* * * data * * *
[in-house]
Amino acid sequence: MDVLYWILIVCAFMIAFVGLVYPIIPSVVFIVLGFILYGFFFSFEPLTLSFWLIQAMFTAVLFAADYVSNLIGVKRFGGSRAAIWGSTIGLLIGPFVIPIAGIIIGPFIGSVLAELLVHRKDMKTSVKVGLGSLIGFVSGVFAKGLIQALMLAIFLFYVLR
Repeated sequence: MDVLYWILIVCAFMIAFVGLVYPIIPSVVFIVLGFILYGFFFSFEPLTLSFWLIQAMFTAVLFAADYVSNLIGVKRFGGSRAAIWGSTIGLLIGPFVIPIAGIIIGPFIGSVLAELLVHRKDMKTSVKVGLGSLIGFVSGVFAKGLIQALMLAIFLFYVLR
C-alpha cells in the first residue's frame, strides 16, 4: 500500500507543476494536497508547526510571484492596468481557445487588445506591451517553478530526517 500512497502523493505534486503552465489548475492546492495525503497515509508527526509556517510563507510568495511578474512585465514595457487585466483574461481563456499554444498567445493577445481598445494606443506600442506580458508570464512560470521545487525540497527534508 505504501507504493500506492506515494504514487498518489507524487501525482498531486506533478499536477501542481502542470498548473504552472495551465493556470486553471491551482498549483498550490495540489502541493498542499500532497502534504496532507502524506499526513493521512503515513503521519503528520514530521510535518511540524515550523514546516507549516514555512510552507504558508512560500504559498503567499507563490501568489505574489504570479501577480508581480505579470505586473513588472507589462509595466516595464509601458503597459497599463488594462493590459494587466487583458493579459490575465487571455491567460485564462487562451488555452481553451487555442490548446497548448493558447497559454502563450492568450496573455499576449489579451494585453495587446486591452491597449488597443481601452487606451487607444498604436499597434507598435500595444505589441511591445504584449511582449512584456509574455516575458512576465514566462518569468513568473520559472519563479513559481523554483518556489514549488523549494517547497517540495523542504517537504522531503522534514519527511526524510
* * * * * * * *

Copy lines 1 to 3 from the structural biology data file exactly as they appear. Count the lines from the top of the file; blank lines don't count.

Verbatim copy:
[in-house]
Amino acid sequence: MDVLYWILIVCAFMIAFVGLVYPIIPSVVFIVLGFILYGFFFSFEPLTLSFWLIQAMFTAVLFAADYVSNLIGVKRFGGSRAAIWGSTIGLLIGPFVIPIAGIIIGPFIGSVLAELLVHRKDMKTSVKVGLGSLIGFVSGVFAKGLIQALMLAIFLFYVLR
Repeated sequence: MDVLYWILIVCAFMIAFVGLVYPIIPSVVFIVLGFILYGFFFSFEPLTLSFWLIQAMFTAVLFAADYVSNLIGVKRFGGSRAAIWGSTIGLLIGPFVIPIAGIIIGPFIGSVLAELLVHRKDMKTSVKVGLGSLIGFVSGVFAKGLIQALMLAIFLFYVLR